The rise and rise of personal partisanship in the USA

The rise and rise of personal partisanship in the USA, by the Z-Man.

In America, where the Marxist sense of class identity has never taken hold, party affiliation was the closest we had to partisanship through the Cold War. One would support a party out of family tradition or maybe regional affiliation, even when the platform of the party did not directly appeal to your interests. Loyal Democrats, for example, would argue that the party was best for the country as a whole. It was the blend of tradition, objectivity and republican virtue.

This is no longer the case in America. Partisanship is now much closer to the concept Lenin had in mind. The anti-Trump people, for example, hate Trump for entirely partisan reasons. …

If we are to find an American Lenin, it is much closer to our time. The best candidate would have to be Bill Clinton. It was in his administration that objectivity was dispatched from public discourse. He and his people shamelessly lied, and their media partners greedily repeated the lies. A man willing to debate the definition of the word “is” in a deposition is not a man who accepts the concept of truth. The only thing that mattered to the Clintons was what was good for them. …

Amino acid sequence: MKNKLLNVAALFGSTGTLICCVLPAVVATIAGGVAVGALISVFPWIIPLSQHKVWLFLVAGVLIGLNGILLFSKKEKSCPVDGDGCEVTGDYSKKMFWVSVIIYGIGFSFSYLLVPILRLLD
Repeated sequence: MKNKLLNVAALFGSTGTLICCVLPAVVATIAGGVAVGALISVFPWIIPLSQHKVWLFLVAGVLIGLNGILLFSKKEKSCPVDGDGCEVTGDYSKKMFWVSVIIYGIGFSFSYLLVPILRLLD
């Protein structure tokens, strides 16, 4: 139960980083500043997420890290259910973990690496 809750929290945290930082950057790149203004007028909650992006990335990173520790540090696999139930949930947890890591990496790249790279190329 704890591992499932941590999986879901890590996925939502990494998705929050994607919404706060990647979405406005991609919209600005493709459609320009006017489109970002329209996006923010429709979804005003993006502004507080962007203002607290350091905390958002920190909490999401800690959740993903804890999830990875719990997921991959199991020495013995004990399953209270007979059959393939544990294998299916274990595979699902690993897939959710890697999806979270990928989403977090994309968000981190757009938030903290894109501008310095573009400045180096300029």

This hyper-personal, hyper-partisanship was not a natural element in the Bush machine, but it was imposed on them. The whole Bush as Hitler thing was a direct effort by the Left to make their political differences with the Bush administration about the personality of Bush and his people. The Left still hates Dick Cheney, even though he has been out of politics for a dozen years. Of course, Obama is the David Koresh of the cult of anti-racism and anti-whiteness.

Now, the problem with the Lenin analogy, and any parallels drawn between this age and the Bolsheviks, is that this form of partisanship evolved within popular government, rather than in opposition to authoritarianism. An “us against them” mentality is a necessary component to revolution. American hyper-partisanship did not evolve to topple power or even to promote an alternative to power. It evolved among the power elite as a way to solidify their power.

Personal partisanship is the natural consequence of popular government. The Greeks did not have parties, they had personalities. Factions were labeled the “followers of” some notable politician. In the Roman Republic a similar system existed. Factions within the Senate were built around people. As America has slowly abandoned the republican political culture in favor of democratic culture, it is inevitable that factionalism would give way to personal partisanship.

I wonder if it will catch on elsewhere in the West?